Federal judge orders DOJ lawyers to attend ethics classes
Federal judge orders DOJ lawyers to attend ethics classes

[JURIST] A judge for the US District Court for the Southern District of Texas [official website] on Thursday ordered [order, PDF] Department of Justice (DOJ) [official website] lawyers appearing in multiple states to take ethics classes after finding DOJ lawyers misled the court. Judge Andrew Hanen found that the DOJ lawyers, who had initially been defending the Deferred Action for Parents of Americans and Lawful Permanent Residents (DAPA) [materials, PDF] policy, misrepresented information regarding when the government would be implementing and accepting applications for the program, and subsequently misled the court in regards to the number of individuals given their work permits through the program while still under an injunction. In imposing sanctions for these misrepresentations the court held that it would not enforce monetary sanctions because it would not make the states challenging DAPA whole, nor would it serve to deter any future misconduct. Hanen stated, there was “a lack of knowledge about or adherence to duties of professional responsibility in the halls of the Justice Department.” He ordered that “any attorney employed at the Justice Department in Washington D.C. who appears, or seeks to appear, in a court (state or federal) in any of the 26 Plaintiff States annually attend a legal ethics course.” In addition, the judge ordered that the Attorney General provide a plan within 60 days to prevent any further misconduct and ordered that the government provide a list of roughly 100,000 who entered illegally through early implementation of this program.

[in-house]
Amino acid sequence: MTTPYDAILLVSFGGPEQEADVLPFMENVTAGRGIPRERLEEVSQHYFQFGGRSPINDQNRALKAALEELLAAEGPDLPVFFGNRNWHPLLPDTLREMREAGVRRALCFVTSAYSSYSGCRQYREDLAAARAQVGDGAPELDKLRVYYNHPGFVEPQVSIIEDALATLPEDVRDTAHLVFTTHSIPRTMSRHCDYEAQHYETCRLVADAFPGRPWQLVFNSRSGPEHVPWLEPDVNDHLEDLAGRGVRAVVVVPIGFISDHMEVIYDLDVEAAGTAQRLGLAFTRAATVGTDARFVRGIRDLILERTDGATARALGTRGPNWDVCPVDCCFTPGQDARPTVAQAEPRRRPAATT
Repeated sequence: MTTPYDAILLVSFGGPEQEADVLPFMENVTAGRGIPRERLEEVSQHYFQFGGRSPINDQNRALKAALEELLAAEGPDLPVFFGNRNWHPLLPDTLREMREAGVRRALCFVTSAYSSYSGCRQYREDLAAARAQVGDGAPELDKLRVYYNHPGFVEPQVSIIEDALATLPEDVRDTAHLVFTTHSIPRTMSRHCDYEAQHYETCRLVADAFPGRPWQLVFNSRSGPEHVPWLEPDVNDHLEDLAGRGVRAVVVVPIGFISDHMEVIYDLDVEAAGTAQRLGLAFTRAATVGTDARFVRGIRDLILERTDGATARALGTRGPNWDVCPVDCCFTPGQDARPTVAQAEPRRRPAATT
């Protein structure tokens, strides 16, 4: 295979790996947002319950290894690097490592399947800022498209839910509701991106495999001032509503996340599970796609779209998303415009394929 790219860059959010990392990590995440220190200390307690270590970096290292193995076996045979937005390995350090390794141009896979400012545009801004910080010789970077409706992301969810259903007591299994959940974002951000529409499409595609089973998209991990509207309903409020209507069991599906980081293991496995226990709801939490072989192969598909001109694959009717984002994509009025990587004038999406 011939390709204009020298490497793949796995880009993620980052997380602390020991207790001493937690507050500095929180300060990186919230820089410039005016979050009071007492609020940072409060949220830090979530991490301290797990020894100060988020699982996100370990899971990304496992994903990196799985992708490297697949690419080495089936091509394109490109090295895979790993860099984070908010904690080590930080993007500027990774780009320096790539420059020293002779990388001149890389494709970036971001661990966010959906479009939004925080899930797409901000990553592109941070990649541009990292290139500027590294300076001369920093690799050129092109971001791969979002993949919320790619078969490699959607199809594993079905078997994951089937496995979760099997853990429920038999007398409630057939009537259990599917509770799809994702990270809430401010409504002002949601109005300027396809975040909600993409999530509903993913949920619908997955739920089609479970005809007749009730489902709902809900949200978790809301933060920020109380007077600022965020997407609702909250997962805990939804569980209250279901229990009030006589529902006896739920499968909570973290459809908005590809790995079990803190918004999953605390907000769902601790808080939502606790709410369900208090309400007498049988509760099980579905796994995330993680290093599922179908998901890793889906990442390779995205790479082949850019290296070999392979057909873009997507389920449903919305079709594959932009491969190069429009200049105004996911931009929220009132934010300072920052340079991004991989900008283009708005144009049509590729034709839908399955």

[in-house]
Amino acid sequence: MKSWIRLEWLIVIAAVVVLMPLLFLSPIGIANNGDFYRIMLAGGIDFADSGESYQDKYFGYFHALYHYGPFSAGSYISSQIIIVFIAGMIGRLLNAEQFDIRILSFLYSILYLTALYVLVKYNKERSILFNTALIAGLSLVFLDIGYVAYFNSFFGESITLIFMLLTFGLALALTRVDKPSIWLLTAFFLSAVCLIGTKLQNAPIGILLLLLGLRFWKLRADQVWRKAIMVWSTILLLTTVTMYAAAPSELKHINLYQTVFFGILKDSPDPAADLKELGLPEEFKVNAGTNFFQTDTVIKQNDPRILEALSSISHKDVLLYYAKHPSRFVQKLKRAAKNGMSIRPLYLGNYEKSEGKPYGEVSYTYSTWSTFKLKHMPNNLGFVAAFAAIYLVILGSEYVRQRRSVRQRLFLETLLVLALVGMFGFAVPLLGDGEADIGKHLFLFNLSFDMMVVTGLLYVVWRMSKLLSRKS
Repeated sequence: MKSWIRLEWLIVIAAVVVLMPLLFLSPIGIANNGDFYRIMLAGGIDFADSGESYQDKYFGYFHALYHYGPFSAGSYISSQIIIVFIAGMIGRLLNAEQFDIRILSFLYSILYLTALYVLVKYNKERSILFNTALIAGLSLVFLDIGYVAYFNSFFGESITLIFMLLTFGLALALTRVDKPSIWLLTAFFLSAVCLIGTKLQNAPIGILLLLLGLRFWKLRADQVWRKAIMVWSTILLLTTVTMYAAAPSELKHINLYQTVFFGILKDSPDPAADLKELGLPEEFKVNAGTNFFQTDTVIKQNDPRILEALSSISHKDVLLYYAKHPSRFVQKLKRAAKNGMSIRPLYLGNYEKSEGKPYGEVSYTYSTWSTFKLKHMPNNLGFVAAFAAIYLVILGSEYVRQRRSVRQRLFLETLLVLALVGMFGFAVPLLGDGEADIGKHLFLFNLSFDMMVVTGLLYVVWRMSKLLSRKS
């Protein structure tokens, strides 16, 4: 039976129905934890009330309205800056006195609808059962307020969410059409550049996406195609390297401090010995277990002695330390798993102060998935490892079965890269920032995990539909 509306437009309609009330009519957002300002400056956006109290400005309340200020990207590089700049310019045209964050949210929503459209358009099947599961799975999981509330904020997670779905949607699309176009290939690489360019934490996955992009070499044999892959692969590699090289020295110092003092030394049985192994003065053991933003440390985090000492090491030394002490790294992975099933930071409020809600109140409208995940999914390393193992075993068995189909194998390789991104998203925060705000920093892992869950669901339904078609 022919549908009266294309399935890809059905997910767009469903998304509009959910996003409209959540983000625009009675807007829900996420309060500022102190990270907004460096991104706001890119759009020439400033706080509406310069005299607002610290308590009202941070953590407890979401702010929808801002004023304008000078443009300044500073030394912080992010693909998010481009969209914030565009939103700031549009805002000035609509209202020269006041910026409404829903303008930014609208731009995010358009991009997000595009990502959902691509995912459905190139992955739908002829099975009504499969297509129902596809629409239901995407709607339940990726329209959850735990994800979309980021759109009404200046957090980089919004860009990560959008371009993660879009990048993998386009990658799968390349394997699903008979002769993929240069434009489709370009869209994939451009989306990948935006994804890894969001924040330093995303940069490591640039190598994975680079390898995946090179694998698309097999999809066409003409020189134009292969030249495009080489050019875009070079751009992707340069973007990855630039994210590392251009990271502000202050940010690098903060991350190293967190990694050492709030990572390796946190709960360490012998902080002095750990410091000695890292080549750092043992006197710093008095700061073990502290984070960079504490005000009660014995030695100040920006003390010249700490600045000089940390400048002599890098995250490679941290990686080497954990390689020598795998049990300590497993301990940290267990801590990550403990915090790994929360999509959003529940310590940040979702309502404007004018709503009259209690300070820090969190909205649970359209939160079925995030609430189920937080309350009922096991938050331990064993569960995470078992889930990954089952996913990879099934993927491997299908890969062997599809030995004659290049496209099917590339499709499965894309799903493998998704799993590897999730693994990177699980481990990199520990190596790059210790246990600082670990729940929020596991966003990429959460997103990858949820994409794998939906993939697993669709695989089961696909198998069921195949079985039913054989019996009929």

The case in which this misconduct occurred has been granted certiorari [JURIST report] by the US Supreme Court. The US Court of Appeals for the Fifth Circuit upheld the injunction against DAPA last May, a month after Hanen declined to lift [JURIST reports] the stay he imposed in February. In March of last year the DOJ urged [JURIST report] the Fifth Circuit to reverse the injunction blocking the president’s immigration executive action. In November 2014, President Barack Obama announced two new immigration programs [text], purportedly under his executive authority as president. The Deferred Action for Childhood Arrivals (DACA) and the DAPA would lift the threat of deportation for about 4.7 million undocumented residents by allowing immigrants that have been in the US for more than five years or have children who are citizens to register and pass a criminal background check in order to stay in the country.